Cultural Security, a team effort by Erik Nemeth, Joshua Mix, and Yasmeen Hussain, is an interdisciplinary initiative that uses the social sciences, technology, and life sciences to explore cultural heritage issues. The team runs a websiteblog, Twitter, and Tumblr, all of which serves a slightly different purpose and is informative in different ways. I’m a big fan of the news articles they provide on their Tumblr, which makes it very easy to stay up to date when I’m scrolling through my own gif-dominated feed. I also turn to their blog quite often, which offers a weekly break-down of the issues.

Found some places:

Archaeological News
This Tumblr/Twitter combo features all kinds of archaeology-related news, even headlines that fall more on the cultural heritage issue side of things. It’s updated super frequently, making it impossible to miss anything too important if you’re on one of the two platforms.

The Archaeology News Network
This is a non-profit daily online newspaper featuring news related to archaeology, anthropology, and paleontology. They’re required reading on Twitter, and have a fancy website too.

Found mostly just the one place:

Looting Matters
Prof. David Gill is one of the lead archaeologists and researchers covering cultural heritage issues online. He blogs very frequently and generally keeps things succinct, outlining the important facts of cases and asking (but often not answering) big questions about the process of the case or how it will affect other issues. Required reading and a great way to get the gist of everything that’s going on when you’ve been away from it for a while.

Cultural Heritage Lawyer Rick St. Hilaire
Rick St. Hilaire is one of the best known cultural heritage lawyers, and his blog is one of the first I turn to when I’m ready for more than a summary understanding of the current issues. His posts offer very in-depth coverage of current cases and are fantastic for catching up when everyone’s like “OMG Cleveland Museum!” and you’re like “What about it?”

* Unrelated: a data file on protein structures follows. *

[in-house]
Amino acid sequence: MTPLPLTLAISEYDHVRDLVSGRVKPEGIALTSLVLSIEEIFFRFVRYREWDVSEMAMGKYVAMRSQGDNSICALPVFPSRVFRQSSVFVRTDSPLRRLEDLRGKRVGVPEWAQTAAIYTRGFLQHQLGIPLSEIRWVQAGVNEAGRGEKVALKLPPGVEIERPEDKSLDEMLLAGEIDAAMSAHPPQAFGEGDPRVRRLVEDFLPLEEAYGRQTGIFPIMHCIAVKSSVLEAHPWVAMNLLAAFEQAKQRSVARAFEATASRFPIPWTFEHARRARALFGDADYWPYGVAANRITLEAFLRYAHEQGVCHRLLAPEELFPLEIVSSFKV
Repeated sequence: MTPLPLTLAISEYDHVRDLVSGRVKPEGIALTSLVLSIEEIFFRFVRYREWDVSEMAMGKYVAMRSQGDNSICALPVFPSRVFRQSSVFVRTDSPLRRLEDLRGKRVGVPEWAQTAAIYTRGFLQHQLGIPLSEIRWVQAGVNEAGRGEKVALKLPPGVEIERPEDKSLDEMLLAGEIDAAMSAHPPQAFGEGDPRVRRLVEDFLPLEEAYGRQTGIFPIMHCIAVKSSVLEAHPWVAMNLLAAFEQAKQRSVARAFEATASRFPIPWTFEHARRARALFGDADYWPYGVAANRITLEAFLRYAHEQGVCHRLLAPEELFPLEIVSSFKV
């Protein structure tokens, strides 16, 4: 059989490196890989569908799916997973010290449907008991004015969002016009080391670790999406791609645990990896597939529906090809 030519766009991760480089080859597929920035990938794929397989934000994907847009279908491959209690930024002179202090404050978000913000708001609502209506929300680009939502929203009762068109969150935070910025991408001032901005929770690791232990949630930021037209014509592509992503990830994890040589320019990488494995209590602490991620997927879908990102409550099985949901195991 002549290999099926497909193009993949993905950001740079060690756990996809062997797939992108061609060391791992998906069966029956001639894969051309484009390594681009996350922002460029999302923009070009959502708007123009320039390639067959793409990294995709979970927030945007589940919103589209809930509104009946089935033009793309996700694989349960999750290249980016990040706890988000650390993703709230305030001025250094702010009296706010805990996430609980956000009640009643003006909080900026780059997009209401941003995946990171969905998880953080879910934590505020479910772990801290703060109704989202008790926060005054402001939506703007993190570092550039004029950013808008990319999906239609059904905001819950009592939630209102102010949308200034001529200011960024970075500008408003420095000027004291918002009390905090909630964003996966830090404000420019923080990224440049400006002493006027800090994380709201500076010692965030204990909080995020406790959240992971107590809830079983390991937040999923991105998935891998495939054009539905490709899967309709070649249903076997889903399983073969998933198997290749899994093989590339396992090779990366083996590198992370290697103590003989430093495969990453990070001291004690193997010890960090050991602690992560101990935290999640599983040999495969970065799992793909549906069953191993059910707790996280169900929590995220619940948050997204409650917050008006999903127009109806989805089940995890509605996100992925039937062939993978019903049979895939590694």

Friday, August 17, 2012

Need an internship this fall? Apply to the Sustainable Preservation Initiative!

Great news for undergrads looking for something other than coursework to get some experience this fall: the Sustainable Preservation Initiative is looking for interns! This is a really fabulous opportunity for any students looking to get their toes wet in the cultural heritage field. I'm personally a big fan of SPI not just because they have great principles, but because the work they do has a discernible impact. In this field, discernible impacts that help communities and preserve cultural heritage are too few and far between. This is an excellent opportunity for students to get experience with an organization employing simple methods with positive results. Also, those are some real nice people they have at SPI, you want to be a part of that.

From my friend at SPI, Rebekah Junkermeier:

"Interested in saving the world’s cultural heritage? Want to transform local communities while doing it? So do we. The Sustainable Preservation Initiative (SPI) is a new non-profit whose mission is to save cultural heritage sites around the globe, but in an entirely new way: through local economic development.